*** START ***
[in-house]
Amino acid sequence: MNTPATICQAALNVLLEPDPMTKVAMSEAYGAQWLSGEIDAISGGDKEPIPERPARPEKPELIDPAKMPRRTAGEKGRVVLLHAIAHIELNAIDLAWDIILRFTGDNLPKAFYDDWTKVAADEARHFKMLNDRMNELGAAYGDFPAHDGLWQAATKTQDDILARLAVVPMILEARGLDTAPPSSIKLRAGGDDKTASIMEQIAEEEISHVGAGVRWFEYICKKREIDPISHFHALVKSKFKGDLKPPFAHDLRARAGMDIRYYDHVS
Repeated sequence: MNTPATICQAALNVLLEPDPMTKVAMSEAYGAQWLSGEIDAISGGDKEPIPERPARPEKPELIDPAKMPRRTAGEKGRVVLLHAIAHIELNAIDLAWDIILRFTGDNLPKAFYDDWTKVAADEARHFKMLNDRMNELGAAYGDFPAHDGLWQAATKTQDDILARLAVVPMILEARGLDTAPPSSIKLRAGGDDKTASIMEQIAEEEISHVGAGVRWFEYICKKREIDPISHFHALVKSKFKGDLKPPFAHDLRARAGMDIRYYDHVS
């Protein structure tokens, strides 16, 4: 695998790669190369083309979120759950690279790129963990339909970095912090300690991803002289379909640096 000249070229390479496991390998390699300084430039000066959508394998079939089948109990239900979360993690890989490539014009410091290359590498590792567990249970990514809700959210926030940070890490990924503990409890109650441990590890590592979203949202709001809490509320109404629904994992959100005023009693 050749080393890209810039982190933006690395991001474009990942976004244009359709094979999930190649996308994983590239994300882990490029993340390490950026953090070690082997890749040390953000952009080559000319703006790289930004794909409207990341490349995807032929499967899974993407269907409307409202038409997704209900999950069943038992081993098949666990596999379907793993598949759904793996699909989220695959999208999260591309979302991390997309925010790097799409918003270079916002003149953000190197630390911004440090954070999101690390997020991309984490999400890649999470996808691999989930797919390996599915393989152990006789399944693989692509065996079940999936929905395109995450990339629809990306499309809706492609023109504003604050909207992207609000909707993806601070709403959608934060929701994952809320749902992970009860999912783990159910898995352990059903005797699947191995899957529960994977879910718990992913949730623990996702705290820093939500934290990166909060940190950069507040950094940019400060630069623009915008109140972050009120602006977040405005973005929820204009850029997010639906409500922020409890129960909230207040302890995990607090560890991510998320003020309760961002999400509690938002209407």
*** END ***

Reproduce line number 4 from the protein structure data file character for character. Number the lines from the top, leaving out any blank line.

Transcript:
């Protein structure tokens, strides 16, 4: 695998790669190369083309979120759950690279790129963990339909970095912090300690991803002289379909640096 000249070229390479496991390998390699300084430039000066959508394998079939089948109990239900979360993690890989490539014009410091290359590498590792567990249970990514809700959210926030940070890490990924503990409890109650441990590890590592979203949202709001809490509320109404629904994992959100005023009693 050749080393890209810039982190933006690395991001474009990942976004244009359709094979999930190649996308994983590239994300882990490029993340390490950026953090070690082997890749040390953000952009080559000319703006790289930004794909409207990341490349995807032929499967899974993407269907409307409202038409997704209900999950069943038992081993098949666990596999379907793993598949759904793996699909989220695959999208999260591309979302991390997309925010790097799409918003270079916002003149953000190197630390911004440090954070999101690390997020991309984490999400890649999470996808691999989930797919390996599915393989152990006789399944693989692509065996079940999936929905395109995450990339629809990306499309809706492609023109504003604050909207992207609000909707993806601070709403959608934060929701994952809320749902992970009860999912783990159910898995352990059903005797699947191995899957529960994977879910718990992913949730623990996702705290820093939500934290990166909060940190950069507040950094940019400060630069623009915008109140972050009120602006977040405005973005929820204009850029997010639906409500922020409890129960909230207040302890995990607090560890991510998320003020309760961002999400509690938002209407």